Peach
Hobby home page
liahome
Electriclime gif
IPA Banner Open Doors
jw collective
Contemplative Reptile
Editions
  • International Edition
  • USA Edition
  • UK Edition
  • Australian Edition
  • Canadian Edition
  • Irish Edition
  • German Edition
  • Singapore Edition
  • Spanish edition
  • Polish edition
  • Indian Edition
  • Middle East edition
  • South Africa Edition

Disability Inclusion: “2019 is the Year for No More Excuses”

Trends and Insight 182 Add to collection

The Valuable 500’s Caroline Casey explains how her movement for full inclusion is a huge opportunity for the ad industry

Disability Inclusion: “2019 is the Year for No More Excuses”
“You either believe in full inclusion, or you’re diversish.” That, according to activist Caroline Casey, is what companies need to consider before they sign up to The Valuable 500 - her ambitious year-long campaign to get 500 businesses to pledge to put disability inclusion on their leadership agendas. Launched at this year’s World Economic Forum Annual Summit, Caroline, who is registered blind herself, has already gained support from a host of global leaders including Sir Richard Branson and Unilever CEO Paul Polman, and global brands including Virgin Media and Omnicom.

To coincide with the launch in January, the campaign launched its ‘Diversish’ film, created by AMV BBDO and directed by James Rouse, highlighting how ridiculously behind many self-proclaimed inclusive brands are when it comes to disability.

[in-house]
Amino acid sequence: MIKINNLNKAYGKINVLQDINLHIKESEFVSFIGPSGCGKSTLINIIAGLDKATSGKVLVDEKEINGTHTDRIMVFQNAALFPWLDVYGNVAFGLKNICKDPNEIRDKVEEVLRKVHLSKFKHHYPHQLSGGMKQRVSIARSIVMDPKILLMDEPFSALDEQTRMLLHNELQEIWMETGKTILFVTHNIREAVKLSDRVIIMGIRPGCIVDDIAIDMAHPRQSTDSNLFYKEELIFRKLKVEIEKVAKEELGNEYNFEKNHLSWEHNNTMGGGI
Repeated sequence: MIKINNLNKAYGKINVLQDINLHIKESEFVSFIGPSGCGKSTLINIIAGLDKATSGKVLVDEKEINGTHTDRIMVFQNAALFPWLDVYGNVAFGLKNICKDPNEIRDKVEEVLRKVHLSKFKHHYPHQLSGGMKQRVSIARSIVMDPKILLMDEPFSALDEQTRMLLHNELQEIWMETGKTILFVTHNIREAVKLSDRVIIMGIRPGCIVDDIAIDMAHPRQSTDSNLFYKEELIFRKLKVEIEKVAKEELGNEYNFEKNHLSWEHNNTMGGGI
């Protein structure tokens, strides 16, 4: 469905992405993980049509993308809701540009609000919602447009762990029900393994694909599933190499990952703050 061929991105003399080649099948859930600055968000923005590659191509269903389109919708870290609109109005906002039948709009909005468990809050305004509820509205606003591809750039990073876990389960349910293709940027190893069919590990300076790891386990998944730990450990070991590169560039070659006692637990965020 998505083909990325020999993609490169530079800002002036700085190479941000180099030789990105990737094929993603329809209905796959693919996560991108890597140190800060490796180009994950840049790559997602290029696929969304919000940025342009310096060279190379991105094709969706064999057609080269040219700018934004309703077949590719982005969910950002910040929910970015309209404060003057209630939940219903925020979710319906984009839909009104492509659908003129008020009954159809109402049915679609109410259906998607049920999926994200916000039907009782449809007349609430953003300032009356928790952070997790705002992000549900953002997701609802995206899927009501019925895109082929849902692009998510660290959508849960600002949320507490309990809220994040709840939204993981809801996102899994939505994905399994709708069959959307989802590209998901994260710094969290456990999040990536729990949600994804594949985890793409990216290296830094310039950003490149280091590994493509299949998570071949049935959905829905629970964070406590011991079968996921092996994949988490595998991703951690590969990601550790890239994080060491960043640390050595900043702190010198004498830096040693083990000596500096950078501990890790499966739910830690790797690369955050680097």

This week she took to the stage at Advertising Week Europe twice, to discuss the opportunity that disability inclusion can be to brands and to screen the Diversish film again.

LBB’s Alex Reeves sat down with her to talk about the ad industry’s role in making sure brands follow through on their diversity promises.


LBB> You’ve partnered with five Omnicom agencies as strategic partners. You’re speaking twice at Advertising Week Europe. Why is the advertising industry so vital to The Valuable 500 campaign?

Caroline> For me, the allies for this to even hope this could be a reality is this industry and the next generation. They’re the ones who have the chance of flipping it. I’m not saying the power of the younger generation through every industry isn’t important, but in this industry, that’s where we’re going to see the change. 

What we see and what we hear really affects how we behave. We all know that in theory. But if we work in partnership and co-create with these five agencies, we have some chance.

You need to lead with creative and brand and you need to have an internal change. But you can’t wait until the internal story is fixed because we won’t ever get there. I think the pressure point of advertising, creative, marketing, communications is what’s going to put the pressure on the businesses to go on the internal journey. It’s real chicken and egg stuff.

Your industry is probably the most influential industry of them all. 

At the moment I’m sitting in a big conversation, but is it really what your industry is interested in? Not yet. But by next year… I’m throwing down the gauntlet. I think this will be a very important piece that the industry is going to have to talk to. I think it’s coming. 


LBB> And you’re screening Diversish again to the industry. Can you tell us a bit about the film?

Caroline> That film is absolutely a representation of everything. However when you see this satirical film, directed by James Rouse - James is a legend, right? - you’ve got this extraordinary director who listened to everything we had to say and produced this. Those two minutes - people laugh and they squirm. In two minutes, it gets all the messaging of why The Valuable 500 exists across.